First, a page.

|Tuition fee:|| |
|Start date:||September 2015|
|Duration full-time:||12 months|
|Delivery mode:||On Campus|
|Educational variant:||Part-time, Full-time|
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The MLitt in Cultural History introduces the various methodologies embraced by cultural history, provides a thorough grounding in research methods and skills, and offers expert research training in a wide range of topics.
You will also have the opportunity to conduct a research project of your own, supervised by a member of the cultural history staff. This programme is the best possible introduction to the subject for potential PhD students, but is designed chiefly as a rewarding, stimulating programme in its own right, whether or not you envisage further study
MLitt 12 months full-time, 24 months part-time
PgDip 9 months full-time (no dissertation)
All students take the core course 'Introduction to Historical Research', which introduces the range of methodologies, research skills and practical tools available to the historian. Students also take a course which will provide guidance on how to research and plan the dissertation. The rest of the timetable, apart from the dissertation itself, consists of a range of elective courses on different themes in cultural history. Students normally take four of these in order to gain the right number of credits.
A selection of current courses includes:
* Trolls, Druids and the Walking Dead: Imagining the Pagan Past in Medieval Norse and Gaelic Culture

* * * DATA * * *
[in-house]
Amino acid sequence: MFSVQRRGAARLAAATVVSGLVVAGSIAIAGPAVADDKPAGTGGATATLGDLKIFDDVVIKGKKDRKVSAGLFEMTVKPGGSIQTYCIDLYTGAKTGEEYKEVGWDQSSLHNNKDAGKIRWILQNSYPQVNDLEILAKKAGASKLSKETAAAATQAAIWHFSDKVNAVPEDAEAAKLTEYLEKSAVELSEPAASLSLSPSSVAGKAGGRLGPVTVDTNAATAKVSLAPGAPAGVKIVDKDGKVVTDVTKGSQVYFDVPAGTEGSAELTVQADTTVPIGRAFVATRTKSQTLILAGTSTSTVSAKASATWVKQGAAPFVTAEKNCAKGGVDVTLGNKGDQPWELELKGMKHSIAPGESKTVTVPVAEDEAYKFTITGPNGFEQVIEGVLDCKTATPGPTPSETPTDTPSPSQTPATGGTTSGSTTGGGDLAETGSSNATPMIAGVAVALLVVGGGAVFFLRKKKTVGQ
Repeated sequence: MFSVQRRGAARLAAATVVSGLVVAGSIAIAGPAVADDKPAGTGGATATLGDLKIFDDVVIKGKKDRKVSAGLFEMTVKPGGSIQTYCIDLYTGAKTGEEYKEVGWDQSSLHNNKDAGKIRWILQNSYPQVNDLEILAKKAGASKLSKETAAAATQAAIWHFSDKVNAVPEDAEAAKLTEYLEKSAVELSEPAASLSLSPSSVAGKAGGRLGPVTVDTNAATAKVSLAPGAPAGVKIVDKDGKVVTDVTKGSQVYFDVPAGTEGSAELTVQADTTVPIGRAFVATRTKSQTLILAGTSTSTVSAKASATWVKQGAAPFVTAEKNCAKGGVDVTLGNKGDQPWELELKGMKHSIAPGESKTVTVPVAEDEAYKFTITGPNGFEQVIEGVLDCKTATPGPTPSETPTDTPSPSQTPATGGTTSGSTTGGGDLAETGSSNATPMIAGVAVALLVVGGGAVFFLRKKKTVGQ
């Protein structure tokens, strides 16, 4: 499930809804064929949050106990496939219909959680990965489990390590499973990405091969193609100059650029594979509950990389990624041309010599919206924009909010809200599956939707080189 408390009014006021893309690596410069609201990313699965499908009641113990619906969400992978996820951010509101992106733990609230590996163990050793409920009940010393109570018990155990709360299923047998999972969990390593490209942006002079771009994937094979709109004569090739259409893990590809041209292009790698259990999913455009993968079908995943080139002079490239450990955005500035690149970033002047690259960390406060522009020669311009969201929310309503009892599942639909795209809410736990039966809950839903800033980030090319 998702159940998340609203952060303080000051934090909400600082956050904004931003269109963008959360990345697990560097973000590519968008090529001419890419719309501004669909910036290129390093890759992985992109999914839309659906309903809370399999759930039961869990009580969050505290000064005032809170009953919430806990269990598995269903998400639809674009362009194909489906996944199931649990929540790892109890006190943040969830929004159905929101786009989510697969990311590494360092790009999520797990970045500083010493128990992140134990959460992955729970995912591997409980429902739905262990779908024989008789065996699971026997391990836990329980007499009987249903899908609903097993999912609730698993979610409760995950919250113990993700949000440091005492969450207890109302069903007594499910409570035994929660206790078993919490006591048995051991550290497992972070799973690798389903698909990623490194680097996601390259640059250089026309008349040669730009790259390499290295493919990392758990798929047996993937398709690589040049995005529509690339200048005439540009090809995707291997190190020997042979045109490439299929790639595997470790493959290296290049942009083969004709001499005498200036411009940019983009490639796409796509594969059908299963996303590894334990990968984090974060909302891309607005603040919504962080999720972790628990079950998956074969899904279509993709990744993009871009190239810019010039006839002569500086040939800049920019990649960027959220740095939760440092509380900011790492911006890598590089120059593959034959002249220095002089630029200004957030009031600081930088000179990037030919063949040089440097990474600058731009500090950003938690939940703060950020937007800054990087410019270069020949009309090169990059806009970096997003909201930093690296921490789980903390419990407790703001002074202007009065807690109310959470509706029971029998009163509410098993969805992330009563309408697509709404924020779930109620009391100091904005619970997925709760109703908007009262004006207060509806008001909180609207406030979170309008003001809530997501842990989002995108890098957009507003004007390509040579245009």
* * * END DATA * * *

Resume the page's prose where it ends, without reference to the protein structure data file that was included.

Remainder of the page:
* Writing the History of Science
* Historiography: The Writing of European History from Herodotos to von Ranke
* The Irish and Scottish Diasporas, 1730-1930
* Witchcraft, Traditional Practices and the Rise of a Protestant Culture in Early Modern Scotland
* The Enlightenment in Comparison: Scotland and Central Europe, 1650-1800
Students must acquire 180 credits over the course of the year (120 for courses + 60 for dissertation). Assessment is based on written work and moderated according to university standards. Every student is assigned a dissertation supervisor based on their research interests.
Applicants should normally hold a 2(i) Honours degree in an appropriate discipline. For international applicants, proof of proficiency in English is required.
The English Language Requirement for all College of Arts and Social Sciences Masters programmes is an IELTS of 6.5 with 6.0 in the writing and reading (or equivalent TOEFL iBT or PTE). For more information see
Good English is required not only for the student's own academic success but also because it is necessary to be able to contribute at seminars and perhaps conferences, as well as reading texts and writing essays or papers. Applicants should supply the University with transcripts of their previous academic study and also with the names of two academic referees, or ask their referees to send in their recommendations directly to the University without waiting for a formal notice from the University.
IMPORTANT NOTE: Since April 2014 the ETS tests (including TOEFL and TOEIC) are no longer accepted for Tier 4 visa applications to the United Kingdom. The university might still accept these tests to admit you to the university, but if you require a Tier 4 visa to enter the UK and begin your degree programme, these tests will not be sufficient to obtain your Visa.
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